Cook: iPhone is 'made everywhere,' but US would be 'hurt most' from tariff
Apple CEO Tim Cook in a CBS Evening News interview aired Tuesday touched on hot-button issues like the U.S.-China trade war, saying his company has not yet been impacted by the international scrum. He also commented on recent scrutiny of Apple's outsized presence in the tech sector, its efforts to curb so-called device addiction and more.
Speaking with CBS Evening News managing editor Norah O'Donnell, Cook noted that while Apple has yet to see negative effects from the trade war, a potential tariff on iPhone would undoubtedly put a damper on sales.
Apple avoided a recent tariff hike on Chinese goods, but the company could get caught up in a another round of proposed levies worth $325 billion. Noting that a 25% tariff on the already expensive iPhone XS would add another $160 to its final price, O'Donnell asked whether such a scenario would impact sales.
"Sure it would. I'm hoping that doesn't happen," Cook said. "The truth is, the iPhone is made everywhere. It's made everywhere. And so — a tariff on the iPhone would hurt all of those countries, but the one that would be hurt the most is this one."
For now, however, iPhone and other Apple devices are for the most part free and clear of President Trump's tariff play. The Chinese have also left Apple untouched.
"Well, it — currently — the Chinese have not targeted Apple at all. And I don't anticipate that happening, to be honest," Cook said.
Cook said much the same in April, noting effects of the trade war were near non-existent. At the time, the executive touted Apple's performance in the important growth market, saying sales were on the mend after a trouncing in late 2018.
It has been speculated that the exemption of Apple products from America's major tariff rounds is in part thanks to Cook's working relationship with Trump. Reports last year claimed the Trump administration promised Apple, and more specifically iPhone, would not be caught up in what has become a brutal trade struggle.
Cook commented on his relationship with Trump during Tuesday's CBS Evening News interview.
"I think we've had very straightforward discussions, many of them. He listens to the comments, which I appreciate," Cook said of Trump. "Sometimes he doesn't agree. But my philosophy on things is that, you always engage, even when you know that you're gonna wind up on very opposite sides."
O'Donnell pointed out that Cook, unlike other tech CEOs, regularly engages with the White House.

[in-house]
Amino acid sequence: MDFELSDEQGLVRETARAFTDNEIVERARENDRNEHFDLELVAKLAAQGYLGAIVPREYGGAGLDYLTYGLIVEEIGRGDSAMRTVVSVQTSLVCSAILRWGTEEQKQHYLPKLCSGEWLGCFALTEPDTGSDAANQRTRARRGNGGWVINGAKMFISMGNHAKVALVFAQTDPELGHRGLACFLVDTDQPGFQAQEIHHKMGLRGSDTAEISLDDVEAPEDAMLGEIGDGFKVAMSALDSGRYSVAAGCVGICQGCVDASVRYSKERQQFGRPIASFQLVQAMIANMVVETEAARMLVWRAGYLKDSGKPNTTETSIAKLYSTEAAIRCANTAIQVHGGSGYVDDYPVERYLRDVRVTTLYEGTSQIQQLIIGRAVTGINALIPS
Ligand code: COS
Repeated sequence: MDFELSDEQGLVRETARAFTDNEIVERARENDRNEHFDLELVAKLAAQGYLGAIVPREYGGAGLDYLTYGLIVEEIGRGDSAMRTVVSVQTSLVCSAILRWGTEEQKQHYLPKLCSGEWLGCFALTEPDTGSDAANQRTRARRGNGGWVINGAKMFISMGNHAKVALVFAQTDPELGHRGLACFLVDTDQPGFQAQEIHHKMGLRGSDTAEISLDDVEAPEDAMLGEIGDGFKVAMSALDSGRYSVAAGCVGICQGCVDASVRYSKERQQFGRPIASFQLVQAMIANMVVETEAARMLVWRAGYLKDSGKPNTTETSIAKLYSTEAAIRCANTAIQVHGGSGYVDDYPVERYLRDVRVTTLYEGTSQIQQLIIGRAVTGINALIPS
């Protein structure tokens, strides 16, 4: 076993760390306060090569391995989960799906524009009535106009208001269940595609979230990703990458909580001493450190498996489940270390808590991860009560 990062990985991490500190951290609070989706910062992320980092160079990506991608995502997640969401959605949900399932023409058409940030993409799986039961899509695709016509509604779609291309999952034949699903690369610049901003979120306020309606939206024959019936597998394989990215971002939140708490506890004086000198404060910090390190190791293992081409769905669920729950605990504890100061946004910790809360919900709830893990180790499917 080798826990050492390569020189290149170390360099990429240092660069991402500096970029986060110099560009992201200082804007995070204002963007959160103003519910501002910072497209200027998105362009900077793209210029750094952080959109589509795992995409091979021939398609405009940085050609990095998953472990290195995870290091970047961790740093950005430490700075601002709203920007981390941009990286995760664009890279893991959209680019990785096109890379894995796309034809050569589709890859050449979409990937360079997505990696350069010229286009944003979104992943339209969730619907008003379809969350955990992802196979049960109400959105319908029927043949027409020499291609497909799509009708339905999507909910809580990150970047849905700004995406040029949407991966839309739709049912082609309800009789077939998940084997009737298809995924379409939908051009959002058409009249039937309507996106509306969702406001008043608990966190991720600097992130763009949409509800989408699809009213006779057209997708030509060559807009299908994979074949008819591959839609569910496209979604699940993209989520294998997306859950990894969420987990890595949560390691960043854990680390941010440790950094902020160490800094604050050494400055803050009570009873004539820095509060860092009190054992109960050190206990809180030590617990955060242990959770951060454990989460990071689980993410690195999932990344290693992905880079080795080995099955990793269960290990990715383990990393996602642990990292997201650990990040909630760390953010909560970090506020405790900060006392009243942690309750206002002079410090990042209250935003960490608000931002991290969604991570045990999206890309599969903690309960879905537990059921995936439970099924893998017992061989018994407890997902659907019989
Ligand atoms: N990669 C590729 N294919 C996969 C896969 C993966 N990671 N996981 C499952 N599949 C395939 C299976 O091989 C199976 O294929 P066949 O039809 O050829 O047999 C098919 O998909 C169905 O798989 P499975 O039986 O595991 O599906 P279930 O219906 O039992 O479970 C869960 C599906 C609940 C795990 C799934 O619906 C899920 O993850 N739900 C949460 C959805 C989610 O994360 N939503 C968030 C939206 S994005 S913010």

"I do. And I'm proud to. I mean, because I don't believe in the 'I disagree with you, and so I don't want to have anything to do with you,'" Cook said. "The way you stop the polarization is to talk. This is sort of like step one. And — I don't want to be part of the problem. I want to be part of the solution."
The Apple chief also responded to criticisms charging the company is a monopoly. As seen on Monday in a preview of the full interview, Cook disagreed with assertions that Apple is "too big."
"No, I don't think so. I think that with — but with size, I think scrutiny is fair. I think we should be scrutinized," he said. "I don't think anybody reasonable is going to come to the conclusion that Apple's a monopoly. Our share is much more modest where we don't have a dominant position in any market."
Cook said in no uncertain terms that Apple is not a monopoly. He also took issue with Sen. Elizabeth Warren's (D-MA) call to break up big tech companies.
O'Donnell quoted Warren, who is running for president in 2020, as saying, "Apple should break up its App Store and other parts of its business."
"Well, I strongly disagree with that. I think some people would argue, if you are selling a good, then you can't have a product that competes with that good. That's an argument more that takes you down the path that Walmart shouldn't be stocking alternative or house brand," Cook said. "And so this is decades of U.S. law here. And we'll be — we'll tell our story to anybody that we need to or that wants to hear it."
O'Donnell asked Cook about Screen Time, an iOS feature designed to help users better manage device usage. Echoing previous comments on the feature, Cook lauded Screen Time's ability to curb device addiction.
"I'm saying we made the phone not so that you'll use it all the time. We made the phone to make your life better," Cook said. "But for me, my simple rule is if I'm looking at the device more than I'm looking into someone's eyes, I'm doing the wrong thing."
Apple will expand Screen Time's capabilities as part of iOS 13 and introduce the feature on macOS 10.15 Catalina, both of which is slated to debut this fall.
Cook went on to reiterate remarks regarding immigration and data privacy.